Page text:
With CREBs Gone, How Can a Public Agency Finance Solar?

 

As of November 1, 2017, the available pool of funds for the popular financing mechanism, Clean Renewable Energy Bonds, or CREBs, has been exhausted. CREBs bonds are federal tax credit bonds administered by the Internal Revenue Service. The volume of bonds is allocated by Congress. 

It is possible that a project could be cancelled, and that funds could be returned to the pool in the future. We do not anticipate that the current Congress will replenish the funding. Public agencies in California can currently rely on one or a combination of the following financing mechanisms to build solar PV generation on their facilities. 

So what options are left for a public agency to finance solar? Let's review.


Power Purchase Agreements (PPAs)

A 20 to 25-year arrangement with a solar developer, where the developer sells the generated electricity back to the site owner. Read more about the benefits and risks of PPAs.


Tax Exempt Lease

Also called a TEML (tax exempt municipal lease), TELP (tax exempt lease purchase) and Muni Lease: a capital lease using the equipment or real property as collateral. The leases typically have a 3.5-4.0% all-in effective interest rate, and come with up to 20-year terms. Tax exempt leases are relatively easy to arrange, compared to bonds and COPs.


California Energy Commission (CEC) Loans

Loans that can be used for energy efficiency / conservation and renewable generation projects. Public school districts are eligible for 0% interest loans, 1% for municipal agencies, with a cap of $3 million per loan, and up to 20-year terms. Subject to funding availability, these loans are in high demand and sometimes have waiting lists. Sage has recently assisted Benicia Unified School District with a successful $3.0M CEC loan application for their 1.2 MW solar PV project.


Qualified Zone Academy Bond (QZAB)

Similar to CREBs, but is site based and requires min 35% FRPL (free and reduced price lunch = low income) student population at the site, 10% matching from private entities (easy to do), curriculum partnership with business (easy to do). Up to 20-year terms for energy projects typical, 1-1.5% all-in effective interest rate.


General Obligation (GO) Bonds

Bonds that are repaid by taxpayers, including financing and issuance costs. Their high issuance cost, voter approval requirement, and impact on bonding capacity mean that these are issued for large facilities projects with energy projects included in the package. Since the bond is paid by taxpayers, there is no requirement for the school to repay the bond, which means all savings go directly to the agency’s operating budget. GO Bonds are one of the most efficient forms of renewable energy financing for schools, equivalent to cash grants.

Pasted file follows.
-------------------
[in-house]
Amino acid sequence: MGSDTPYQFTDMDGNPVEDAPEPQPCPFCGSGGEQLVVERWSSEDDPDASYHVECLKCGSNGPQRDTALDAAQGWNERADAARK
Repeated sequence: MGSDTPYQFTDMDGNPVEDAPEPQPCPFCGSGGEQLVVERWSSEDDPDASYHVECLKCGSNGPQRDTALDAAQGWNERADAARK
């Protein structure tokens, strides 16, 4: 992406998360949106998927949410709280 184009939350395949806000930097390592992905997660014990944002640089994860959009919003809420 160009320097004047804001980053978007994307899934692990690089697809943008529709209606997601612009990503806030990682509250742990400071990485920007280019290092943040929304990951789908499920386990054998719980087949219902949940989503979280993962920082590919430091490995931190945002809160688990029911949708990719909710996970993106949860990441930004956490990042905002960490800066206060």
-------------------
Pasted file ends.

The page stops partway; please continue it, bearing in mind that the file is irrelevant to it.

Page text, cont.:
Proposition 39 (P39)

A cash grant program for public schools, established by the California legislature via the California Clean Energy Jobs in fiscal year 2013-14 and was recently extended. 

P39 1.0 funds must be claimed with an Energy Expenditure Plan (EEP) submitted by February 26, 2018. Funds must be encumbered (a project executed by signed contract or invoice) by June 30, 2018. New legislation recently signed by Governor Brown extends this program indefinitely (known as P39 2.0), though it is not clear that there will be similar energy efficiency/ renewable energy grant funding in future years. Projects must meet a 1.01 Savings-to-Investment Ratio (SIR) to be approved. Cash purchase of solar PV projects utilizing solely P39 funds may have difficulty meeting the 1.01 SIR without a cash contribution from the school. Some districts have elected to use P39 funds as a pre-payment for a PPA, lowering the price they pay for energy throughout the 20 to 25 -year term. PPA prepayment typically easily meets 1.01 SIR. Sage pioneered utilization of P39 funds for PPA prepayment by assisting the Larkspur-Corte Madera School District’s first in state P39 PPA project in 2015.


Proposition 51 State Bond (P51)

Passed in 2016, the first bonds are now being sold by the state. Funds can be used for solar and energy efficiency projects, but projects must first be approved by the state [what are the conditions?]. Bonds are typically sold, and funds are made available, twice a year.


Cash Purchase

Cash funding is allocated from a public agency’s general fund, typically from reserves. Since cash reserves are built up from taxpayer funding or sale of assets, cash purchasing financial performance is identical to cash grants or GO bond funding.


If your organization is considering an efficiency or renewable energy project, Sage can conduct an independent, investment-grade feasibility study to determine the most cost-effective measures and available financing options that meet your unique needs. The result is a clear assessment that enables stakeholders and decision makers to understand the options and determine how best to move forward. Call us today to get started.

Sage Renewable Energy Consulting is not a Municipal Advisor and cannot give advice with respect to municipal securities or municipal financial products to you absent your being represented by, and relying upon the advice of, an independent registered Municipal Advisor. Sage Renewables is not subject to fiduciary duty with regard to you or the provision of information to you. Information about municipal securities and/or municipal financial products, if any, is provided for educational purposes about possible financing options and is not the provision of advice, or a recommendation to pursue any particular financing option. Consult with your independent registered Municipal Advisor about the financing option(s) appropriate for your situation.